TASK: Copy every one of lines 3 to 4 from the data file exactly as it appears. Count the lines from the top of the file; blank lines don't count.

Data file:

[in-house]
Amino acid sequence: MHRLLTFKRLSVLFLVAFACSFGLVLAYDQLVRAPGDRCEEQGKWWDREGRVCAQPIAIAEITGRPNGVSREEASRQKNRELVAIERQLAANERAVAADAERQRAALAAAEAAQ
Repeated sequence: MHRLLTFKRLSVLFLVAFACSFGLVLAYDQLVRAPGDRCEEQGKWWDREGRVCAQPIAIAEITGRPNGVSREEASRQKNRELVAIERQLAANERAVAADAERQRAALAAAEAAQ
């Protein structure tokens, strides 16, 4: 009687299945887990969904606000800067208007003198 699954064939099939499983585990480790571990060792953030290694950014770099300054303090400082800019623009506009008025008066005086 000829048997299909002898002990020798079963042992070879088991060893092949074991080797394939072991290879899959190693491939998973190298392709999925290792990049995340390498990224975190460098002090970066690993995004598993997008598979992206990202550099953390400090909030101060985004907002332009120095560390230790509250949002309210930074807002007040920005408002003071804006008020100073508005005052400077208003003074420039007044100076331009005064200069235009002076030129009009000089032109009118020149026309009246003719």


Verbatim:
Repeated sequence: MHRLLTFKRLSVLFLVAFACSFGLVLAYDQLVRAPGDRCEEQGKWWDREGRVCAQPIAIAEITGRPNGVSREEASRQKNRELVAIERQLAANERAVAADAERQRAALAAAEAAQ
């Protein structure tokens, strides 16, 4: 009687299945887990969904606000800067208007003198 699954064939099939499983585990480790571990060792953030290694950014770099300054303090400082800019623009506009008025008066005086 000829048997299909002898002990020798079963042992070879088991060893092949074991080797394939072991290879899959190693491939998973190298392709999925290792990049995340390498990224975190460098002090970066690993995004598993997008598979992206990202550099953390400090909030101060985004907002332009120095560390230790509250949002309210930074807002007040920005408002003071804006008020100073508005005052400077208003003074420039007044100076331009005064200069235009002076030129009009000089032109009118020149026309009246003719």